For many travellers the port of Puno is simply a crossroads en route between Cusco and Bolivia or a convenient departure point for trips to Lake Titicaca’s floating islands. This is selling Puno short as it is a town rich in living tradition with an intriguing pre-Columbian history. Dating back some 3,000 years ago, the Pukara culture left behind a number of stone pyramids and engraved standing stones whilst the ancient Colla tribe left gigantic white stone towers. Strewn all around the banks of Lake Titicaca, these chullpas, some up to 10m in height, are where the Colla buried their dead. The temple/cemetery complex of Sillustani is home to the most impressive of these with many of the graves containing ceramics, jewellery and the occasional weapon, as well as mummified remains.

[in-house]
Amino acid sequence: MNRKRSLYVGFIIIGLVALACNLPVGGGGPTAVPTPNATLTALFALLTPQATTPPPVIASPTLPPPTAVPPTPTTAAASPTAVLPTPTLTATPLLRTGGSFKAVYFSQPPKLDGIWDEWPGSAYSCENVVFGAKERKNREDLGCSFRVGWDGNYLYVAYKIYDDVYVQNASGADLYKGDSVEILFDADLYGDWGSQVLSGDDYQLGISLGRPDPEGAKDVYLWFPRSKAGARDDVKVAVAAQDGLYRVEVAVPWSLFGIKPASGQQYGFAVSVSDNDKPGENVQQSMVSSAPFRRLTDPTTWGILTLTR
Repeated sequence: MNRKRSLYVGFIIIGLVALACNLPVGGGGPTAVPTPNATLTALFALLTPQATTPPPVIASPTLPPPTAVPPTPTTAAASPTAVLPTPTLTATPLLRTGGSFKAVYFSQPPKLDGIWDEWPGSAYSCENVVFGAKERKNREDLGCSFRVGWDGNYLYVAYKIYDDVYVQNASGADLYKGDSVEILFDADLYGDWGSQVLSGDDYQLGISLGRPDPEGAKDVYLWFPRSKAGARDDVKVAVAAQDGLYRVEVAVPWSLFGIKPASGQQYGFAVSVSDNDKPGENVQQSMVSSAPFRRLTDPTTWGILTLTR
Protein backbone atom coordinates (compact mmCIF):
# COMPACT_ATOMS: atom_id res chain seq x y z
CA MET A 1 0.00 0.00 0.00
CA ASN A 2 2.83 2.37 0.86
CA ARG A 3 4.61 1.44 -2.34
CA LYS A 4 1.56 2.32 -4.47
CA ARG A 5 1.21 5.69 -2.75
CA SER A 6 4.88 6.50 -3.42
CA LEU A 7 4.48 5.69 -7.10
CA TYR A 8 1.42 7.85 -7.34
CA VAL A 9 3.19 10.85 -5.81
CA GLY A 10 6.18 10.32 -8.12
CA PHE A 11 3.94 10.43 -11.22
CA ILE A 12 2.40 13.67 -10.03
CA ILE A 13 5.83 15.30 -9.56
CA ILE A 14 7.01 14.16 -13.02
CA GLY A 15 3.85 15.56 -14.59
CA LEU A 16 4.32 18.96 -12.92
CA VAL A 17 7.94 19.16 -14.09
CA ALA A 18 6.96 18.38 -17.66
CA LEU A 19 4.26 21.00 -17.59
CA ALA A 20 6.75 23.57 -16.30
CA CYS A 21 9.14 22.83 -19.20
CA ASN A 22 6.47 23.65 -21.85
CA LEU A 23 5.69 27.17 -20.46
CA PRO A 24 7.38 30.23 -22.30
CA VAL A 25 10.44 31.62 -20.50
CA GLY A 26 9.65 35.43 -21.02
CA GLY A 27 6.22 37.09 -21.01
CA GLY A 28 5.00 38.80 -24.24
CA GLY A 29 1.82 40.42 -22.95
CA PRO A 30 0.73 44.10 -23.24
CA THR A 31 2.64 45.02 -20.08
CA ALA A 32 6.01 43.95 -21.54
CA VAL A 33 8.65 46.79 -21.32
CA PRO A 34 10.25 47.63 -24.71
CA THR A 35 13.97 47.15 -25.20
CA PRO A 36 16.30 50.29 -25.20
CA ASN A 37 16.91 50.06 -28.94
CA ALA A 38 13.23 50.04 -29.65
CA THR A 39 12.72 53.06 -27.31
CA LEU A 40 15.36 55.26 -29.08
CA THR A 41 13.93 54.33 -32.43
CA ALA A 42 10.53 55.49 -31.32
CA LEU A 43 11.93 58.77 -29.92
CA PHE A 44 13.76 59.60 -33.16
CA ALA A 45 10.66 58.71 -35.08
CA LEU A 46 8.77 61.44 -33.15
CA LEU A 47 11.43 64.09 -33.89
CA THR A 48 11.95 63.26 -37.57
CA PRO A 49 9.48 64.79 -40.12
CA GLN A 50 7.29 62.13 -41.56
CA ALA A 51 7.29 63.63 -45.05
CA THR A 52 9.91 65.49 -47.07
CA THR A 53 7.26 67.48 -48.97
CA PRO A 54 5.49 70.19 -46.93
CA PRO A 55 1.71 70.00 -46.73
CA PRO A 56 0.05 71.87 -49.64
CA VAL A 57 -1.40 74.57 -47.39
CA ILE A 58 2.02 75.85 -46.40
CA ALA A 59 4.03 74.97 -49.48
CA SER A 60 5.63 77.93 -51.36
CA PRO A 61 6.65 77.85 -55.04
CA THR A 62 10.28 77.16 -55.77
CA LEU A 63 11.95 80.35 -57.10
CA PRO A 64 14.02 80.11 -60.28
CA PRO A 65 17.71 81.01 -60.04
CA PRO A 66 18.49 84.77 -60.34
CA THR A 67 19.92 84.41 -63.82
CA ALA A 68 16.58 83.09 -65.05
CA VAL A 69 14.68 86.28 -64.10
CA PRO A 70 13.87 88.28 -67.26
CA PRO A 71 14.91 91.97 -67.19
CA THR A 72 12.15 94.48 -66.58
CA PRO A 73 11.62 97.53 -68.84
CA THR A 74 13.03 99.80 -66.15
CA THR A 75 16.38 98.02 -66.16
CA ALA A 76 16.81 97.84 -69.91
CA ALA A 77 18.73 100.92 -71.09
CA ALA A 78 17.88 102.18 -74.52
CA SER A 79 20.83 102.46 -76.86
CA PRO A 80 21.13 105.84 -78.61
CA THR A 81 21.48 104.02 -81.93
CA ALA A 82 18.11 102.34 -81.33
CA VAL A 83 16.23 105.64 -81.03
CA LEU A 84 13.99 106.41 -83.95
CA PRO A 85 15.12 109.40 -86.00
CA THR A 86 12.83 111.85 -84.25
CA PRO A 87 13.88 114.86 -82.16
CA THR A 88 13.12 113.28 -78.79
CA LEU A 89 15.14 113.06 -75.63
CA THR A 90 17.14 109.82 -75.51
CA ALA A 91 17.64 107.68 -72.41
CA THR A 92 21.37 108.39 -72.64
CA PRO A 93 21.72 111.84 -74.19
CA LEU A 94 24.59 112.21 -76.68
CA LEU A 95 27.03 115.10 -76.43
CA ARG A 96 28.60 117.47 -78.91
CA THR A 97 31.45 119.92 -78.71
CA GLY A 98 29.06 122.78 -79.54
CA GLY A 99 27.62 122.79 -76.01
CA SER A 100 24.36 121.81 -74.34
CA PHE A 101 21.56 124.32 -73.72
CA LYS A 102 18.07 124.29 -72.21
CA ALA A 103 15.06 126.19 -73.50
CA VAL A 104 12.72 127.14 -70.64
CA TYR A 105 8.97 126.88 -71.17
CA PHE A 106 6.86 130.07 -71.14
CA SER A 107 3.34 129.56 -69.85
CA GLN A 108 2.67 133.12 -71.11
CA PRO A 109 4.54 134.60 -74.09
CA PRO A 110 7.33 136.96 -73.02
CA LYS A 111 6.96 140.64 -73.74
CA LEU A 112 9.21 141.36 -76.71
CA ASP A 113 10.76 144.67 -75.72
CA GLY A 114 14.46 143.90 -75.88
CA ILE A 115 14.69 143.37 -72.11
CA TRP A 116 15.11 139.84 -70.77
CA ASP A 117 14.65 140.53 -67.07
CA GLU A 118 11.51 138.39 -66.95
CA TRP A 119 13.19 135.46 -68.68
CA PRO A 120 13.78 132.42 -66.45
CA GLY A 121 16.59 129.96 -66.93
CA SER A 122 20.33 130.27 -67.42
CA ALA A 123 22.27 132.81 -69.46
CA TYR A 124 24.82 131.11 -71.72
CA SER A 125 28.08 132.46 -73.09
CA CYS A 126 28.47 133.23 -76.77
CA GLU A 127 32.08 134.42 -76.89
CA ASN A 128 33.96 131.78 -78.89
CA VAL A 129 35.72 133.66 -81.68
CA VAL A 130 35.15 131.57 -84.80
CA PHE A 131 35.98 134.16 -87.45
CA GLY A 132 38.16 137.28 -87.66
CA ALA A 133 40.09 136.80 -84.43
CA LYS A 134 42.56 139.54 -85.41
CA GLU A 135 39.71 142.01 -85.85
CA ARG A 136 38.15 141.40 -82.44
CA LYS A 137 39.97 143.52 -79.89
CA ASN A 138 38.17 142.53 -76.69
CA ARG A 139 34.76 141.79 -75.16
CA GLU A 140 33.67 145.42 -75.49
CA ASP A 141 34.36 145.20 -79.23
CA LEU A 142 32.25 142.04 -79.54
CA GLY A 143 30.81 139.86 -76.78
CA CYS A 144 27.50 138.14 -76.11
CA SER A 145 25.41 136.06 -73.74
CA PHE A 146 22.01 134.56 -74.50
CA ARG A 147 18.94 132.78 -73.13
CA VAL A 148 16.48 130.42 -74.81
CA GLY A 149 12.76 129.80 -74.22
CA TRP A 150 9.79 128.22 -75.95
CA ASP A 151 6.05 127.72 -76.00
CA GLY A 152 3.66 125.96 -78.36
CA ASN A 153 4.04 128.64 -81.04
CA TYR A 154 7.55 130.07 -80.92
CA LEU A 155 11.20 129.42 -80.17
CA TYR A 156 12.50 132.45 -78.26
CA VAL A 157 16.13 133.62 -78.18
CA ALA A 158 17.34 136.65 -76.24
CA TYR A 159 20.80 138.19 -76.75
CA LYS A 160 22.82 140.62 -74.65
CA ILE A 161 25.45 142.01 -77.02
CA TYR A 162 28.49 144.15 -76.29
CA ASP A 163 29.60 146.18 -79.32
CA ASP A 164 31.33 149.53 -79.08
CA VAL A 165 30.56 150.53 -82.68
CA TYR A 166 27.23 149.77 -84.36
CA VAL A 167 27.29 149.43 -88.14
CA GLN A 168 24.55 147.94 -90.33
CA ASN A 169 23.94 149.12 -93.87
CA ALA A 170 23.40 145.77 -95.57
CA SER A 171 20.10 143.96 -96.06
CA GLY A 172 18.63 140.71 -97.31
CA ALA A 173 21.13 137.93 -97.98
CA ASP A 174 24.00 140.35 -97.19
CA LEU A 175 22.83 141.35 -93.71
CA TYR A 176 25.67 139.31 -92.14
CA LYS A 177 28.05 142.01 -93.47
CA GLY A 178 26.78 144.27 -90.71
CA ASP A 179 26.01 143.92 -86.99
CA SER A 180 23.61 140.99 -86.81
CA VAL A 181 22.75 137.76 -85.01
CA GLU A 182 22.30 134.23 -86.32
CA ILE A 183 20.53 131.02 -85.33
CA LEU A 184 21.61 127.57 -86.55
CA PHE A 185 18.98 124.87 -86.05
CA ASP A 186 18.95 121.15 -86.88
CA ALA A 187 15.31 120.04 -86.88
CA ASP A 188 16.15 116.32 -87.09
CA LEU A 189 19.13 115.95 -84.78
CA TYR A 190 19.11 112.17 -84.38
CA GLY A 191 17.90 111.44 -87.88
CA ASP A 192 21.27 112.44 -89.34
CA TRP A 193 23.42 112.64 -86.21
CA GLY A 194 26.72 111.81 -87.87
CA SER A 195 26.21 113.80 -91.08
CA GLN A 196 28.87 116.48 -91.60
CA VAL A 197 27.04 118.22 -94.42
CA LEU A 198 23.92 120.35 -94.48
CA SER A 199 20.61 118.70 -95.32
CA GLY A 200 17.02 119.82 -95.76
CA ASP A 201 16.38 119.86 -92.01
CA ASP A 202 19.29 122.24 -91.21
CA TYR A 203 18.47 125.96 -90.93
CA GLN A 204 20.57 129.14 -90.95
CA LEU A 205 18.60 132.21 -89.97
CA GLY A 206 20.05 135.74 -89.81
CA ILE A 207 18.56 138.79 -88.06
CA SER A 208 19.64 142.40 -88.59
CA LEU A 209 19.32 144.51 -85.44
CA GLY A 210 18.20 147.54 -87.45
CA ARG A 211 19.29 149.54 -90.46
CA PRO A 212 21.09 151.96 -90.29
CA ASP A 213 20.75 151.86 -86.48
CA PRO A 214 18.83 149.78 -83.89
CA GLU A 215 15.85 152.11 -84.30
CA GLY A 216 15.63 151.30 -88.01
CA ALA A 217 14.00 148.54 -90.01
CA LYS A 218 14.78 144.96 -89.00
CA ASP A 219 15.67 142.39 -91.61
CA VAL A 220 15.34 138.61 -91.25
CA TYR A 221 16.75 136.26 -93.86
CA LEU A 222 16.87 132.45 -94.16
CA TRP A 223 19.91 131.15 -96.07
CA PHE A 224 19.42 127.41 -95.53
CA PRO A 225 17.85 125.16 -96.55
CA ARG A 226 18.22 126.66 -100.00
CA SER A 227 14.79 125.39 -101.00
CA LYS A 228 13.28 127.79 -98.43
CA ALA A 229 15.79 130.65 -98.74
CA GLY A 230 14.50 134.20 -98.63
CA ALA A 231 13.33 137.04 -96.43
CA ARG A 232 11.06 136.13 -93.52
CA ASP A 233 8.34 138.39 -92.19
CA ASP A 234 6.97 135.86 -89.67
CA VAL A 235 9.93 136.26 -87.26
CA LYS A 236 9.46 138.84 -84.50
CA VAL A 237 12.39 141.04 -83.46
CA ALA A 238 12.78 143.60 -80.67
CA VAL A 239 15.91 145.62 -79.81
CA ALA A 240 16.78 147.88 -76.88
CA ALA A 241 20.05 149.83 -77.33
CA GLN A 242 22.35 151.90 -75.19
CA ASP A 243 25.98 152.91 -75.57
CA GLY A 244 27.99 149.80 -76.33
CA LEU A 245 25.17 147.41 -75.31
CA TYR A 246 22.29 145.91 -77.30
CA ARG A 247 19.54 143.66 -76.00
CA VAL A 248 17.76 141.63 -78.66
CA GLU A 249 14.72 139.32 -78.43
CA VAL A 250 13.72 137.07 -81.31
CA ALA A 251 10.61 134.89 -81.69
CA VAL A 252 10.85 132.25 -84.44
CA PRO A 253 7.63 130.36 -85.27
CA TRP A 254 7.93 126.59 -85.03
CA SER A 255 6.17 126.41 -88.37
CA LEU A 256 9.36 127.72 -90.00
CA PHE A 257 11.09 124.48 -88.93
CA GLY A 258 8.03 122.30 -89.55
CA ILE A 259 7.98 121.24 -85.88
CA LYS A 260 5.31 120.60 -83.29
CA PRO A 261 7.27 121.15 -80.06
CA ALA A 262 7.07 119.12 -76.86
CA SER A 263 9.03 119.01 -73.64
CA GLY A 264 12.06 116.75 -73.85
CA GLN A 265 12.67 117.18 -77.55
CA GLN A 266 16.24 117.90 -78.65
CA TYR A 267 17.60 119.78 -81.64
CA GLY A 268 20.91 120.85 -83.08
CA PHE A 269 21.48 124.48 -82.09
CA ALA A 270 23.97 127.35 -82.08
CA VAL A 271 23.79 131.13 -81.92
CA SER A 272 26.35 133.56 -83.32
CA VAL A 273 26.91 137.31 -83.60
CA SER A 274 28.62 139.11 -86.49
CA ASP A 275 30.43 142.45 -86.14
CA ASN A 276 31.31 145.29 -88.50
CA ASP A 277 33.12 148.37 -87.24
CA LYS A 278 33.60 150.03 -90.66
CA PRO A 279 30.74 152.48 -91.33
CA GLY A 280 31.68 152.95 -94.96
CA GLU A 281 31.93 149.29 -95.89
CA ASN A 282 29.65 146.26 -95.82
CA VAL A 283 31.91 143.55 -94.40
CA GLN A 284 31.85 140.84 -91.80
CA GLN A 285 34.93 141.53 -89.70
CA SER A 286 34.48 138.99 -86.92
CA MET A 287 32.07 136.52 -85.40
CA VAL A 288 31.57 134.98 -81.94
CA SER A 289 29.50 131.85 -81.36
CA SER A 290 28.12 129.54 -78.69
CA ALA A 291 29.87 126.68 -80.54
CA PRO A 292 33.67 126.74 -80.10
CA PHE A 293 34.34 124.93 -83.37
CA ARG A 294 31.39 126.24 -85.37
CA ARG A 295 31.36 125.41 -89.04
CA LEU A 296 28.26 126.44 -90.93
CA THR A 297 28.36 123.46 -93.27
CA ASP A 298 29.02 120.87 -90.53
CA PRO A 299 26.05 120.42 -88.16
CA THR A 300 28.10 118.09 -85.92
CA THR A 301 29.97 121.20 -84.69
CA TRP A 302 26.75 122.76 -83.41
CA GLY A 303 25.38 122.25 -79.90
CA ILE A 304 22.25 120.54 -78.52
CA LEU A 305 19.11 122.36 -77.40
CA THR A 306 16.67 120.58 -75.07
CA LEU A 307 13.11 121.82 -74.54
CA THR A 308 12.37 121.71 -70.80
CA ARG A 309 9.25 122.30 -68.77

Lake Titicaca is home to roughly 48 floating islands collectively known as the Uros Islands. Huacavacani is the largest of these islands with many of the guided tours from Puno offering a full day excursion to visit this Indian community and see the floating Catholic school. Made from layer upon layer of totora reeds, the islands are prone to moving across the surface of the lake during the rainy season and last around twelve to fifteen years with new layers of matting constantly needed to beat the rotting of the underside.
Puno’s living tradition can best be experienced during one of the many traditional Andean festivals. Renowned as Peru’s folklore capital, Puno is famous for its wealth of Andean music and dance. The two week Fiesta de la Candelaria held at the beginning of February is an incredible showcase of folklore dance with performers wearing ornate and colourful devil masks.